Our Minds are a “Chattering Monkey” And Never Stop Running – The monkey mind, which we are referring to here, is a Buddhist term that addresses our restless, constant thinking, which is often on repeat. We go through the same cycle of thoughts daily, be it good or bad, conscious or subconscious. The irony, too, is that at the times these we get quieter, these thoughts often get busier. This monkey mind often is an inner critic, thus presenting these thoughts that never cease as negative. The thing is, meditation can actually teach you to notice these thoughts, and retrain them! What if you could take the negative thoughts you cycle through daily, notice them, and actually change them into positive thoughts towards yourself and your life?

Meditation Is a Pathway to New Age, Buddhist, or Hindu Religions – This might be a fear that you have and are afraid to express. Meditation can be thought of as prayer, as the Bible states, “Be still, and know that I am God,” Psalm 46:10, beimg still and reflecting, or simply BEing. Every religion has a take on meditation and prayer, presented as an opportunity to calm the soul, and realize that a creator, self, or some higher power is present in our lives. Whatever religious lens you choose to look at the world through, or if you even choose no religion, we believe that stopping, breathing, and resting is vital in our culture. The busier we get, the less we attach to the core of nature, who we are, and our views of god, God, or goddesses. Stopping and breathing is not a religion. It is a practice to introduce you to a calmer, more peaceful mindset. Who wouldn’t want that around?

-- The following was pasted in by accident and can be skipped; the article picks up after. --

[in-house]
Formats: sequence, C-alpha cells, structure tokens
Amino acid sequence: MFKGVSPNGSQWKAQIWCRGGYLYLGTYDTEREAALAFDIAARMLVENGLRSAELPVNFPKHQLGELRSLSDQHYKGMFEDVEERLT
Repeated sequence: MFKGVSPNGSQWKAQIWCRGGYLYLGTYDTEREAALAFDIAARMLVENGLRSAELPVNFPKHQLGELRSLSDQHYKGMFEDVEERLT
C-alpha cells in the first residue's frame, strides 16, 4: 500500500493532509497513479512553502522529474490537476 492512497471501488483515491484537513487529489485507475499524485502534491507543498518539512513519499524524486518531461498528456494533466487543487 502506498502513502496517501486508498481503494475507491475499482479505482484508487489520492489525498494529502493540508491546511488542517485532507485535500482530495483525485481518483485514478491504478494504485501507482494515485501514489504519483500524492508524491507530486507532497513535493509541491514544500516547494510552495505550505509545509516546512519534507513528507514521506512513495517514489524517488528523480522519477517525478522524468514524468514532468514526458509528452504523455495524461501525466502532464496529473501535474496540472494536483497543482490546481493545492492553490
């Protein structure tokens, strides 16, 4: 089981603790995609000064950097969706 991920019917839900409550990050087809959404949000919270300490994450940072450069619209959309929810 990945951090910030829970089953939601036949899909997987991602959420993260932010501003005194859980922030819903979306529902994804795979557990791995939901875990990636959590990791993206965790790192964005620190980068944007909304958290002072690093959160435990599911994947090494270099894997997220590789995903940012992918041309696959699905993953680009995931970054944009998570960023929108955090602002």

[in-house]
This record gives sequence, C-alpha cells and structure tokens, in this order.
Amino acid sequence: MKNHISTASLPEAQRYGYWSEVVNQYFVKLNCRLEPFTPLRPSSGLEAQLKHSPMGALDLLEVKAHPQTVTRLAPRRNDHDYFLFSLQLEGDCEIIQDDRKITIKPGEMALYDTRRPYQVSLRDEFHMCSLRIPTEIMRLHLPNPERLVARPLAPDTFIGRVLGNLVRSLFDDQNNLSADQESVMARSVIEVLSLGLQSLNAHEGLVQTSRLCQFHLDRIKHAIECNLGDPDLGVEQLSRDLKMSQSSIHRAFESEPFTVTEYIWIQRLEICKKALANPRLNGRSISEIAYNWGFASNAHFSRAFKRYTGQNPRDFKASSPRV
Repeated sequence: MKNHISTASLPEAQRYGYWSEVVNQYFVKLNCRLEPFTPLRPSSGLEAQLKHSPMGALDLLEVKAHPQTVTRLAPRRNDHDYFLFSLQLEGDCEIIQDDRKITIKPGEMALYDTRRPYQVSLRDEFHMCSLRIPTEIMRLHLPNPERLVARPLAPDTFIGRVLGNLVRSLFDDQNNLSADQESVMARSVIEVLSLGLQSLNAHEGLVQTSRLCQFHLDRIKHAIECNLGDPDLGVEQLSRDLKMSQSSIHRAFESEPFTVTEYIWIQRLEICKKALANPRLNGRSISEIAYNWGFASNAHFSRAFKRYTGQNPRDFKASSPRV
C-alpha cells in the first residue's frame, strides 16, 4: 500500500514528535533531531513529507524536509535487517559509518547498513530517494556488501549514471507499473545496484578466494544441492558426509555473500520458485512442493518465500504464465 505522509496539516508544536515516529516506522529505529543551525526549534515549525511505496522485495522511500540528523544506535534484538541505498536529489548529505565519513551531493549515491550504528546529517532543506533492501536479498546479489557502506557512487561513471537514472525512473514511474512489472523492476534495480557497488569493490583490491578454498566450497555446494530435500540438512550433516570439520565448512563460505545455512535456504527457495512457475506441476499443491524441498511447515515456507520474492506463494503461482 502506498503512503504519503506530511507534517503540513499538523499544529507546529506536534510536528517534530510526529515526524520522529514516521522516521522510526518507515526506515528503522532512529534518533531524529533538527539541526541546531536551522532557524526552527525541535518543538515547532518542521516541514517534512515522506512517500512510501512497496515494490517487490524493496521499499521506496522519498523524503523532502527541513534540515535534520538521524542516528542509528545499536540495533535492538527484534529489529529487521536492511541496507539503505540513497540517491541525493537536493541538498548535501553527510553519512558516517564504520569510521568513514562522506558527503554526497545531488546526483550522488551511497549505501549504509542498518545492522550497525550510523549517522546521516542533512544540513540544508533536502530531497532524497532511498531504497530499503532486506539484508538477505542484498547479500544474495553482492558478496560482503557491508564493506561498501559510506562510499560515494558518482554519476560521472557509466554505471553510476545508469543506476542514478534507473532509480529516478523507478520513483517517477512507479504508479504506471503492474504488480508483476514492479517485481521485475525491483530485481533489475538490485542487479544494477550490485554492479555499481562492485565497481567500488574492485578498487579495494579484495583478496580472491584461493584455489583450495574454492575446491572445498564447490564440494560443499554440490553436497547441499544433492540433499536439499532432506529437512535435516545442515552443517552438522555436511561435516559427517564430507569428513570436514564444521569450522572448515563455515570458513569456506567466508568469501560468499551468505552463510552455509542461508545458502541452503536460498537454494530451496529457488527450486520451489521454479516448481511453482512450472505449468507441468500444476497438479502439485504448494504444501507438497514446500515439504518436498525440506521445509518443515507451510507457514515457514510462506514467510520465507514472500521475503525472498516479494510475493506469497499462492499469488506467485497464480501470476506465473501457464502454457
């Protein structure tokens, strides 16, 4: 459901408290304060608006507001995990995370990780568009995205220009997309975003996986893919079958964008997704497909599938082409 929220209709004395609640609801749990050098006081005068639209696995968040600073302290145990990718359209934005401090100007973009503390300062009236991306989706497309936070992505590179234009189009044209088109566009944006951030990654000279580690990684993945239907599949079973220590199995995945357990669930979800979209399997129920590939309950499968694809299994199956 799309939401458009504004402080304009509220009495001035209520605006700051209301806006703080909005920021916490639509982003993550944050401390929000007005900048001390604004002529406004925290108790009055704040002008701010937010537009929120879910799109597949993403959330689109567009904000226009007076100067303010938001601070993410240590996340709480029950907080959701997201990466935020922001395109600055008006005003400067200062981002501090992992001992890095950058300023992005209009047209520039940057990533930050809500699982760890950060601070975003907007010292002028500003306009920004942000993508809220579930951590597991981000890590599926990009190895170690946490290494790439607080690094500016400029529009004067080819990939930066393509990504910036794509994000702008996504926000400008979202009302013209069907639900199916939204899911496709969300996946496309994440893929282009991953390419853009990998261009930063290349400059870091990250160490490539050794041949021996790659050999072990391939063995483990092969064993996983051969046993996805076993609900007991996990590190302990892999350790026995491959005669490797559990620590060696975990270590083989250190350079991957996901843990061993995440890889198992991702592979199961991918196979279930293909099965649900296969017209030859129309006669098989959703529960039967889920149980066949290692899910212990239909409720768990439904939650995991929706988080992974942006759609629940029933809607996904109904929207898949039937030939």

The Fear of Failure in Meditation – This, sadly often stops us from even starting on a journey that has scientifically proven evidence that meditation has a myriad of positive benefits, including reducing insomnia, assisting with anxiety, depression, and even is a practice that can help with quitting smoking. Yet, as with so many things, fearing that you won’t be ‘good’ at meditation could lead you to stop before you even start. The funny thing about this is that there is no right way to do meditation. Let that wash over you. There is no right way to meditate. Stories have been shared where people meditate after working out in a busy gym and find it the most relaxing time. Maybe we can utilize the stress of commuting, or traffic, as an opportunity to stop, become aware, and breathe.

Start Your Meditation Practice Here It doesn’t take much. There are apps a plenty that help support your practice of meditation. You can do it hiking, driving (just don’t close your eyes, please), or in the shower. We have friends who say riding their bikes in the woods is their meditation, because everything else tunes out and they are present only on the navigation of their handlebars between the tree branches. That sounds lovely, doesn’t it? In order to start your meditation journey, we have a small 2-minute meditation here for you. It is guided, to help you kickstart your journey into a more peaceful, rested life.

Mobile Wellness in Locations Across East Tennessee Your time is important and the busy things that surround you often cause more stress. That is why we come to you and offer you classes and programs created by our in-house curriculum and training experts. We pride ourselves on bringing movement, mindfulness, and breath to you. Why not take time for yourself and check out our community classes or reach out to schedule a private class for you, your workplace, or school! Namaste.